6. When the user visits the page again, the page is automatically fixed. Any screen reader user who installs the screen reader extension can access the accessible version of the page.
  7. If a user wants to comment on the metadata or suggest improvements, he can send measurements and comments to the server.
  8. Through the server, supporters discuss solutions and consider users’ comments; they refine metadata by using the browser extension.
  9. Supporters and users can check their points and ranking in the portal on the server.

I could see how elements of Public Sector organisations could use these methods and technologies to assist various Agencies with lifting the accessibility of their websites. Universities and corporates could certainly benefit as well.

Regards,

Glenn Irvine
glenn.irvine@thelotusposition.net

Social Computing Industry Happenings, SocialText & the Gartner View July 15, 2008

Posted by Glenn Irvine in Blog, Commentary, Media, Uncategorized.
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I was contemplating Mr Lepofsky’s move to SocialText, and started investigating the organisation, which led to a few discoveries.  First – There is an interesting initiative underway between IBM and SocialText to integrate the SocialText Workspace with the Lotus Connections Product.

I will be trying the 14 day trial of SocialText Workspace to better understand the synergies here.

On the page of SocialText’s website that described the collaboration with IBM, there is a reference to Gartner’s 2007 Magic Quadrant Report on Social Computing and Collaboration, which is a good read. Here’s the actual Magic Quadrant Diagram.

Gartner Magic Quadrant - 2007 Social Computing & Collaboration

Gartner Magic Quadrant - 2007 Social Computing & Collaboration

I also noticed an article in today’s ComputerWorld (online) about Social Networking titled “Enterprises the battleground for social networking” also an interesting read, with an interesting comment about how IBM employees have more registered users of LinkedIn than Connections. There is an obvious dynamic in that fact, but noteworthy anyway.

Regards,

Glenn Irvine
glenn.irvine@thelotusposition.net

The Value of Enterprise Social Computing July 1, 2008

Posted by Glenn Irvine in Media.
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If you ever felt you needed to justify to a C-Level Executive the value of Enterprise Social Computing, this article on LinkedIn achieving a US$1B valuation has to be it. That should be good enough to kick-start a serious investigation of Enterprise Social Computing capabilities like Lotus Connections.

Regards,

Glenn
glenn.irvine@thelotusposition.net

http://www.computerworld.com.au/index.php/id;2109382942;fp;;fpid;;pf;1

LinkedIn valued at $1 billion

LinkedIn has achieved a $1 billion valuation, according to its CEO.
Juan Carlos Perez (Marc Ferranti) 19/06/2008 13:05:14

LinkedIn, the social-networking site for career advancement and professional interactions, closed a funding round that values it at US$1 billion, something the company considers a validation to its particular approach to this market.

Unlike MySpace and Facebook, which focus on meeting and staying in touch with friends and sharing photos, videos and personal information, LinkedIn is designed for professional networking and job-related matters.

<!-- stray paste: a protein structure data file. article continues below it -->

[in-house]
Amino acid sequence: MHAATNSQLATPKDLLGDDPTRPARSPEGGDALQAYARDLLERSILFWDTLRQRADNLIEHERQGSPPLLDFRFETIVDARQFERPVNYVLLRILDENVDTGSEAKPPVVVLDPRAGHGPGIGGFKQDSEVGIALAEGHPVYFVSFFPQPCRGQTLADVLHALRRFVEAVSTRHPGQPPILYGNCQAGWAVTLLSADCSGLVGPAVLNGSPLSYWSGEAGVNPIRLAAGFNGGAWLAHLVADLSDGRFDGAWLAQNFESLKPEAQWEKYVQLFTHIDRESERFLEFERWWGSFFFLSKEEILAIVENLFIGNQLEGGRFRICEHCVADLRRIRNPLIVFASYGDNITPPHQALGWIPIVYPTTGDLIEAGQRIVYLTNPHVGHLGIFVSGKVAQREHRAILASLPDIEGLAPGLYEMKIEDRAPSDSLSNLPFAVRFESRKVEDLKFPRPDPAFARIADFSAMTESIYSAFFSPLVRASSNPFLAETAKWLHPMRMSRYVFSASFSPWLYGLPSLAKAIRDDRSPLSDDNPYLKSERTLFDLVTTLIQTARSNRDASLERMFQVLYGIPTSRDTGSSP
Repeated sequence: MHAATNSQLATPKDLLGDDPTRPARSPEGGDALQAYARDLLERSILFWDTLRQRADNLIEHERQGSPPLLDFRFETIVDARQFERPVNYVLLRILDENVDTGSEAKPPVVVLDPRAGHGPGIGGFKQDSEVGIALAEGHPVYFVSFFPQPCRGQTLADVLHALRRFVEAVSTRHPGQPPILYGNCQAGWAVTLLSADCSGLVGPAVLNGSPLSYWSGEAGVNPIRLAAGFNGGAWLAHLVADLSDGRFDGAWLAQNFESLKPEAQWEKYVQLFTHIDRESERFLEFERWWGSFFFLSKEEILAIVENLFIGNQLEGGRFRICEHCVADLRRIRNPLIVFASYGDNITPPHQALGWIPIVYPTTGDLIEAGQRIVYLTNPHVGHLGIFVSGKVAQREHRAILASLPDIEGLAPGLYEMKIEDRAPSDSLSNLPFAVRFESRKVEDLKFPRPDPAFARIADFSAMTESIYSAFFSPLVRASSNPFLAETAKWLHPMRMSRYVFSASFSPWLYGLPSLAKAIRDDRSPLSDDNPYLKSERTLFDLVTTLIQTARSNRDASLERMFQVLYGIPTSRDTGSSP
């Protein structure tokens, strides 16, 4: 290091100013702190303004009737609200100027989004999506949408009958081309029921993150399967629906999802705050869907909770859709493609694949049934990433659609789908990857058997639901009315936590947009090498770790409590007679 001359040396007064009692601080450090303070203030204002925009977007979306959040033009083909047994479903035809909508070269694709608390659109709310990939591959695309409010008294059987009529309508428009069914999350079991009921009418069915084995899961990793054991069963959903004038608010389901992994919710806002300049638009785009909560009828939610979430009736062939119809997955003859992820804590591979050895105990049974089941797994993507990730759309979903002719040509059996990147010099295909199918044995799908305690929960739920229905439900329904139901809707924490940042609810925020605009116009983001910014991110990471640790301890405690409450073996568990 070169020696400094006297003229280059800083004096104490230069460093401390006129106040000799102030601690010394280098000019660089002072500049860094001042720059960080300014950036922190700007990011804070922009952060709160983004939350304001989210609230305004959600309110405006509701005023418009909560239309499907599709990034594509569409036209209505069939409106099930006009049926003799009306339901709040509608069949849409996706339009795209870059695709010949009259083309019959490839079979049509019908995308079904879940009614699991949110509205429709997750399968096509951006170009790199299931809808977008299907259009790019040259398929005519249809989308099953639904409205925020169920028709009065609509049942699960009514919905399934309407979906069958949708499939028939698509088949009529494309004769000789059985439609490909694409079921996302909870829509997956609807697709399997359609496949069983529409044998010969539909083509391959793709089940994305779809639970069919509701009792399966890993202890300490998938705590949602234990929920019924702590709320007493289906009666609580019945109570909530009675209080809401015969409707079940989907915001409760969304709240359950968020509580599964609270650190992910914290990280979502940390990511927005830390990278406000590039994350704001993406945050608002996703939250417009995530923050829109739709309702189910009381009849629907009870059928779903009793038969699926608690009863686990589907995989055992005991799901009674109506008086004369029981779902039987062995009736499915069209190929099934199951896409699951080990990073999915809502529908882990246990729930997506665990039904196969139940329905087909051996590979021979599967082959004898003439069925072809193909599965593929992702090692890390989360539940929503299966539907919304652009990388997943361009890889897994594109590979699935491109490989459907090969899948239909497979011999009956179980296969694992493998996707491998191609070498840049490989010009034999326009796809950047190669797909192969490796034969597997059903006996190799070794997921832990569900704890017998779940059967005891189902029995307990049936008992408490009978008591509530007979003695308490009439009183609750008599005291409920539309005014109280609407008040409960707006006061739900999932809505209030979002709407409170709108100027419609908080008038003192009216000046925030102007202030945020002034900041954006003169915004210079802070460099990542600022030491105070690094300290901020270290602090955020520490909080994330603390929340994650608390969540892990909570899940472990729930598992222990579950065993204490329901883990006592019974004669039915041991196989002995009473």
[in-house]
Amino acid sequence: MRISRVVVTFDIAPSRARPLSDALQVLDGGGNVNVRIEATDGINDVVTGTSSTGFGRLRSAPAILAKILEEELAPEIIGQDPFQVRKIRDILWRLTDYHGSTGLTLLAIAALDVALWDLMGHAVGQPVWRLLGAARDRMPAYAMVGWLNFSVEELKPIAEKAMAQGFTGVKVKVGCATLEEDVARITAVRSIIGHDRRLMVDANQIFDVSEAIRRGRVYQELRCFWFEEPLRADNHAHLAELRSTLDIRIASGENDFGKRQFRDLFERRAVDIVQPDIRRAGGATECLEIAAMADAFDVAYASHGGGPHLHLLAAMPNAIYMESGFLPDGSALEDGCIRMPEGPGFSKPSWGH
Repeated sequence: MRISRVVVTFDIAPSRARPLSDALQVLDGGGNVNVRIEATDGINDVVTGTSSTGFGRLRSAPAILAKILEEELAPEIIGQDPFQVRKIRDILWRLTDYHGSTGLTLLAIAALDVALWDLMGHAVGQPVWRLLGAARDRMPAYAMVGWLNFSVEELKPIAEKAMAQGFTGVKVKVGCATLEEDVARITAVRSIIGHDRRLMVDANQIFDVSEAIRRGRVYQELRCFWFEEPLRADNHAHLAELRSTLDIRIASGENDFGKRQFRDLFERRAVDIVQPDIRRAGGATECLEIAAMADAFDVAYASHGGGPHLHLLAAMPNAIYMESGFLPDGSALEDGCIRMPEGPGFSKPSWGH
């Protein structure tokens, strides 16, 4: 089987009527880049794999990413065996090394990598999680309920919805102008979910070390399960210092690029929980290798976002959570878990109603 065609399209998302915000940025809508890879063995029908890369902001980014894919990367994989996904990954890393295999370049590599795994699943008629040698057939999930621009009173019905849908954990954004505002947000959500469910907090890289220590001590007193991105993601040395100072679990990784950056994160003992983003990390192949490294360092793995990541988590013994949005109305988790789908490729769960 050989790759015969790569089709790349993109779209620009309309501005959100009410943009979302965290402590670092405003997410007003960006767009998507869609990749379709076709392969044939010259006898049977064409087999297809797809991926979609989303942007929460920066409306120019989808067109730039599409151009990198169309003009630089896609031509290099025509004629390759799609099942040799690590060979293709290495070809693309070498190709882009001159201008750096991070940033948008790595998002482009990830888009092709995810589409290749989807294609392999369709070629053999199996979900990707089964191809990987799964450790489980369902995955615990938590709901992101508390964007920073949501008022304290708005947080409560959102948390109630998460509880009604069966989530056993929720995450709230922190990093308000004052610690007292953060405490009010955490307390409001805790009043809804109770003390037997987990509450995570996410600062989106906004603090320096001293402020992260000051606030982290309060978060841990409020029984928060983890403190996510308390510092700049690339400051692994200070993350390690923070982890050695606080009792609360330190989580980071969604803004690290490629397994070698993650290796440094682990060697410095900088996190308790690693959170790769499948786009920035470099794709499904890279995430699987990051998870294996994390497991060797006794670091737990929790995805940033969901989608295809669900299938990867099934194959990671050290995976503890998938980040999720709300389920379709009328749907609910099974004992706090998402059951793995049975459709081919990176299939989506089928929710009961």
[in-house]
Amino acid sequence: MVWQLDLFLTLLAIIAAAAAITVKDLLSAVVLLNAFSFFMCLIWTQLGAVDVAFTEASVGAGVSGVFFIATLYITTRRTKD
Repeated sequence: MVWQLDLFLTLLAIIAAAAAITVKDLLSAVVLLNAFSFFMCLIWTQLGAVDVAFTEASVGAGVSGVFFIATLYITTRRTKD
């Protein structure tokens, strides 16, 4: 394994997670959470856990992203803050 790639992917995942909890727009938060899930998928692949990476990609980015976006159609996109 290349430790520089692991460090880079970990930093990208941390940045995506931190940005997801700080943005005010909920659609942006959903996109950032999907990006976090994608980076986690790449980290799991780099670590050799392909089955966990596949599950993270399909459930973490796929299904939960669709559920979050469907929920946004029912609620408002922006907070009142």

In that sense, LinkedIn has an “all business” feature set and look-and-feel that are drastically different from conventional social-networking sites, like MySpace, Facebook, Bebo and Hi5.

While often knocked by industry observers for being boring, LinkedIn has stayed true to its niche and currently has about 23 million members, a portion of which pay a fee for premium features. The site also sells advertising.

On Tuesday, Dan Nye, LinkedIn’s CEO, announced in a blog posting details of the funding round and valuation.

“LinkedIn has raised additional funding from our original investors and added another world-class investor to our team. Bain Capital Ventures joins our existing group of investors – Sequoia Capital, Greylock Partners, and Bessemer Ventures – and leads this round of investment at a total of US$53 million,” Nye wrote.

LinkedIn, which had previously raised US$27 million and has been profitable since 2006, is now valued at “slightly over US$1 billion,” according to Nye.

“This significant investment is indicative of the confidence shared by our investors in our business model and our long-term growth strategy,” he wrote.

Social-networking companies have attracted much attention and investment in recent years. News Corp. acquired MySpace for more than half a billion dollars in July 2005. Last year, Facebook’s valuation was estimated at US$15 billion. And AOL acquired Bebo this year for US$850 million.

However, questions remain about these sites’ ability to generate the type of revenue that their popularity and traffic should command. In May, News Corp. announced that Fox Interactive Media, MySpace’s unit, will fail to meet its revenue projections for this fiscal year by about 10 percent.

Meanwhile, Facebook’s attempts to leverage its users’ interactions on the site to sell more and better targeted advertising have met with mixed results. In particular, its Beacon program got the company into a strident privacy controversy and led top officials to acknowledge the program could have been better designed.

One of the biggest stumbling blocks for selling advertising on social-networking sites remains companies’ reluctance to promote their products in pages that are created by millions of individuals and that can feature content of an objectionable nature. Another problem: it seems that people aren’t primarily interested in paying attention to ads when they’re in social-networking sites.
It can be argued that these concerns may be lessened at a site like LinkedIn, due to its focus and to the type of interactions its users engage in.